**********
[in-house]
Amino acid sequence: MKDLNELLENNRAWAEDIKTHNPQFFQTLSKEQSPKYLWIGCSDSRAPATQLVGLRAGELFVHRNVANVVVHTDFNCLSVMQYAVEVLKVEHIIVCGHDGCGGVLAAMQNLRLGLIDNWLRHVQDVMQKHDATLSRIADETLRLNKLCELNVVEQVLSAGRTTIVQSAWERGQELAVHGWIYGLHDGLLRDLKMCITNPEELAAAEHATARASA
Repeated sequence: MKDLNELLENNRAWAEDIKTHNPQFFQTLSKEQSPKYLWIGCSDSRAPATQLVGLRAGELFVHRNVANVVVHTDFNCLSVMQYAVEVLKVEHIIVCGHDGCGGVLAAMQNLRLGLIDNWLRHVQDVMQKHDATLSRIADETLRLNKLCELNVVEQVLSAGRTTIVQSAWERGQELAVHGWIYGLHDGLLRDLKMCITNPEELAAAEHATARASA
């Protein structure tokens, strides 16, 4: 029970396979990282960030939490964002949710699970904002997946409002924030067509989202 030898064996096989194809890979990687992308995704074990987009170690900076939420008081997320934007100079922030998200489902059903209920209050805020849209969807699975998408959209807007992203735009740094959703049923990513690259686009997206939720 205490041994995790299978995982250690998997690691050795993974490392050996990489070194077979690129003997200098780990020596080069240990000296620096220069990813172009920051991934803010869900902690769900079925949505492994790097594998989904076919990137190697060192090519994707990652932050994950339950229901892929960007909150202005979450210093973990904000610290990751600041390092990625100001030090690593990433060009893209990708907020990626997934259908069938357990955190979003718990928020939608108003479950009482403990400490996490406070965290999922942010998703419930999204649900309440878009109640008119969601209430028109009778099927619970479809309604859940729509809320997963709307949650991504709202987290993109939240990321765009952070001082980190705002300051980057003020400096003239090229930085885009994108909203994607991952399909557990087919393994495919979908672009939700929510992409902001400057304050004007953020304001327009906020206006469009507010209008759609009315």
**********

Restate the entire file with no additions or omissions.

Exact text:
[in-house]
Amino acid sequence: MKDLNELLENNRAWAEDIKTHNPQFFQTLSKEQSPKYLWIGCSDSRAPATQLVGLRAGELFVHRNVANVVVHTDFNCLSVMQYAVEVLKVEHIIVCGHDGCGGVLAAMQNLRLGLIDNWLRHVQDVMQKHDATLSRIADETLRLNKLCELNVVEQVLSAGRTTIVQSAWERGQELAVHGWIYGLHDGLLRDLKMCITNPEELAAAEHATARASA
Repeated sequence: MKDLNELLENNRAWAEDIKTHNPQFFQTLSKEQSPKYLWIGCSDSRAPATQLVGLRAGELFVHRNVANVVVHTDFNCLSVMQYAVEVLKVEHIIVCGHDGCGGVLAAMQNLRLGLIDNWLRHVQDVMQKHDATLSRIADETLRLNKLCELNVVEQVLSAGRTTIVQSAWERGQELAVHGWIYGLHDGLLRDLKMCITNPEELAAAEHATARASA
């Protein structure tokens, strides 16, 4: 029970396979990282960030939490964002949710699970904002997946409002924030067509989202 030898064996096989194809890979990687992308995704074990987009170690900076939420008081997320934007100079922030998200489902059903209920209050805020849209969807699975998408959209807007992203735009740094959703049923990513690259686009997206939720 205490041994995790299978995982250690998997690691050795993974490392050996990489070194077979690129003997200098780990020596080069240990000296620096220069990813172009920051991934803010869900902690769900079925949505492994790097594998989904076919990137190697060192090519994707990652932050994950339950229901892929960007909150202005979450210093973990904000610290990751600041390092990625100001030090690593990433060009893209990708907020990626997934259908069938357990955190979003718990928020939608108003479950009482403990400490996490406070965290999922942010998703419930999204649900309440878009109640008119969601209430028109009778099927619970479809309604859940729509809320997963709307949650991504709202987290993109939240990321765009952070001082980190705002300051980057003020400096003239090229930085885009994108909203994607991952399909557990087919393994495919979908672009939700929510992409902001400057304050004007953020304001327009906020206006469009507010209008759609009315």